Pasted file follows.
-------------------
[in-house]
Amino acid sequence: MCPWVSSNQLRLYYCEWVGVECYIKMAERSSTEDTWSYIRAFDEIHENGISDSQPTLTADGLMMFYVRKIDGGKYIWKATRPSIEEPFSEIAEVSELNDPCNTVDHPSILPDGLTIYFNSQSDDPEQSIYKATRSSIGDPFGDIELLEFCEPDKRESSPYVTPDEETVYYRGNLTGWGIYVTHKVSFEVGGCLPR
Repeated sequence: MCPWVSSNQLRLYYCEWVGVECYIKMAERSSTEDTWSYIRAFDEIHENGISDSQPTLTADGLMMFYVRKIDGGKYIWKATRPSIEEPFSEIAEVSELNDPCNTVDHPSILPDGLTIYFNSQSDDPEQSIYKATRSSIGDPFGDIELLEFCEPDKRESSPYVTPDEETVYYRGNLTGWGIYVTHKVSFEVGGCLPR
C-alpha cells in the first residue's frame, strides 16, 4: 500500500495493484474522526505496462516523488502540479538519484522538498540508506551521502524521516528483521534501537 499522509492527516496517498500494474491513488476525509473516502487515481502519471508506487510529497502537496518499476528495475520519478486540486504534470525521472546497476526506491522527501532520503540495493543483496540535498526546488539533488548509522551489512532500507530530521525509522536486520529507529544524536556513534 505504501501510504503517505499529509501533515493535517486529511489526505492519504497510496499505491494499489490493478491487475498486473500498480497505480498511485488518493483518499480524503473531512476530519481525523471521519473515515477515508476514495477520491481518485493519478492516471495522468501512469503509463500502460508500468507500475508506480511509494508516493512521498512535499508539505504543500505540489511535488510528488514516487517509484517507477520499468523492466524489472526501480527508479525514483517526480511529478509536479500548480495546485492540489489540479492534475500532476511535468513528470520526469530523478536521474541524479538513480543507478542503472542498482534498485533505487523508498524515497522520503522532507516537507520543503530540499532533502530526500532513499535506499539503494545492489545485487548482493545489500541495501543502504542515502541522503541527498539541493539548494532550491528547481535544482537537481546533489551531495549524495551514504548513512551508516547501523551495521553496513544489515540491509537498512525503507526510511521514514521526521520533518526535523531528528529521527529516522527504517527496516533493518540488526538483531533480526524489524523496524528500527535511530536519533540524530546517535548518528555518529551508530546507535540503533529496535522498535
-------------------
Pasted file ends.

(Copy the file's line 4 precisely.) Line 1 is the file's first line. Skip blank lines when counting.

C-alpha cells in the first residue's frame, strides 16, 4: 500500500495493484474522526505496462516523488502540479538519484522538498540508506551521502524521516528483521534501537 499522509492527516496517498500494474491513488476525509473516502487515481502519471508506487510529497502537496518499476528495475520519478486540486504534470525521472546497476526506491522527501532520503540495493543483496540535498526546488539533488548509522551489512532500507530530521525509522536486520529507529544524536556513534 505504501501510504503517505499529509501533515493535517486529511489526505492519504497510496499505491494499489490493478491487475498486473500498480497505480498511485488518493483518499480524503473531512476530519481525523471521519473515515477515508476514495477520491481518485493519478492516471495522468501512469503509463500502460508500468507500475508506480511509494508516493512521498512535499508539505504543500505540489511535488510528488514516487517509484517507477520499468523492466524489472526501480527508479525514483517526480511529478509536479500548480495546485492540489489540479492534475500532476511535468513528470520526469530523478536521474541524479538513480543507478542503472542498482534498485533505487523508498524515497522520503522532507516537507520543503530540499532533502530526500532513499535506499539503494545492489545485487548482493545489500541495501543502504542515502541522503541527498539541493539548494532550491528547481535544482537537481546533489551531495549524495551514504548513512551508516547501523551495521553496513544489515540491509537498512525503507526510511521514514521526521520533518526535523531528528529521527529516522527504517527496516533493518540488526538483531533480526524489524523496524528500527535511530536519533540524530546517535548518528555518529551508530546507535540503533529496535522498535